Cricket, they say, is a religion in India and cricketers gods. But even these deities have to look for an alternate career once they are done hurling thunderbolts at batsmen or bludgeoning bowlers to submission. And for many of them, what’s better than politics to showcase their sporting skills on a different pitch.
But it does not always begin well for all. Nor does it end well for each. As former Indian test player Gautam Gambhir found out to his utter dismay. Given a BJP ticket to contest from East Delhi, the dashing opener first faced allegations of having a hand in the distribution of a pamphlet that describes his AAP opponent Aatishi in racist and foul language. Gambhir has, however, denied having any knowledge of the pamphlet. A day later, he was accused of using a body double for campaigning to escape standing under the sun in Delhi’s brutal summer. If these controversies will affect his prospects at all, will be known only on May 23.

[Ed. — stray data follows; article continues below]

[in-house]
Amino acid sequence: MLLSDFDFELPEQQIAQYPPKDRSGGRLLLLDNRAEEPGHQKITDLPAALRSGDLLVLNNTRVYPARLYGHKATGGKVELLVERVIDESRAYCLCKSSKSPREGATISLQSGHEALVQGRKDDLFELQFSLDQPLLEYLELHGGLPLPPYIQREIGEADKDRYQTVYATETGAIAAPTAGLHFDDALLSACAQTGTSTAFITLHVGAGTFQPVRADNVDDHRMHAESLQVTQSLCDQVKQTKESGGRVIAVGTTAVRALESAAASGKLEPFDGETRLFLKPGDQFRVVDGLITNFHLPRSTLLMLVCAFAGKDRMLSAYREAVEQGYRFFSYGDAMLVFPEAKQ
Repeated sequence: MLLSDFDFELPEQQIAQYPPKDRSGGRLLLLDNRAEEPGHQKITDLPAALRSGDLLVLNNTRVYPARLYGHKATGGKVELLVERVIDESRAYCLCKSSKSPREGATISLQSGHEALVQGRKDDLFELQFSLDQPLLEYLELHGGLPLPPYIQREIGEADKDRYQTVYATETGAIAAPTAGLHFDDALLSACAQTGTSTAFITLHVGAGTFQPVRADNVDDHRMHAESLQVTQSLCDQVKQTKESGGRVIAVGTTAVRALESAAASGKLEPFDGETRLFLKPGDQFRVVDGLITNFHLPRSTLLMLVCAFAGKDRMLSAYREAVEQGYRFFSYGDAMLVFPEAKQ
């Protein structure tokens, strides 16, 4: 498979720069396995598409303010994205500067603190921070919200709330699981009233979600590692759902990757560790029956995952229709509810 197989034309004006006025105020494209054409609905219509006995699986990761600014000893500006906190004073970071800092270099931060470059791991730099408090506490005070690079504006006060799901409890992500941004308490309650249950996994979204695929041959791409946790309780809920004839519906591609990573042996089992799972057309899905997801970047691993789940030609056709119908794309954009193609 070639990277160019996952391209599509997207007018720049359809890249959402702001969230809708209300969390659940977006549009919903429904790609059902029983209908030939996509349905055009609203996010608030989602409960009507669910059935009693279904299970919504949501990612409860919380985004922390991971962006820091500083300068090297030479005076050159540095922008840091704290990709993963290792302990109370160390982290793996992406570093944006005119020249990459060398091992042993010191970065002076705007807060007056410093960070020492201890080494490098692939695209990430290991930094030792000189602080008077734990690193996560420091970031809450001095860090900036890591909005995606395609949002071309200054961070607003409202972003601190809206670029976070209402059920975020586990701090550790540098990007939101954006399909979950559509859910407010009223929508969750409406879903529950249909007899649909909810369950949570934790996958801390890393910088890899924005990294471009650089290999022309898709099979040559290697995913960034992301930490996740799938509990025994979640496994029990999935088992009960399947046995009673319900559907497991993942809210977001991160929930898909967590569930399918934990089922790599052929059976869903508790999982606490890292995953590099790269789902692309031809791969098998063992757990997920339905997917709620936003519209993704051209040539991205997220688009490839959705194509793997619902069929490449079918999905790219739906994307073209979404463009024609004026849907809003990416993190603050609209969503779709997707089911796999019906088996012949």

Gambhir is the latest in a long list of cricketers who took up politics. It started decades ago when a dashing young man of royal lineage, M.A.K. Patuadi contested Lok Sabha elections way back in 1971 but lost. Four other cricketers who lost in their very first electoral battles are Md Kaif, Sreesanth, Manoj Prabhakar and Vinod Kambli (remember them?). Some, however, had it good. Among them are Mohammad Azharuddin, Navjot Singh Sidhu, Kirti Azad and Chetan Chauhan who have survived the gruelling journey of politics and even made a name for themselves.
Pakistan’s World Cup winning captain Imran Khan went on to become the Prime Minister of the country. India’s cricketer-turned-politicians could be harbouring similar high hopes. Do we hear Sidhu say in his own inimitable style, “Oye guru, thoko taali!”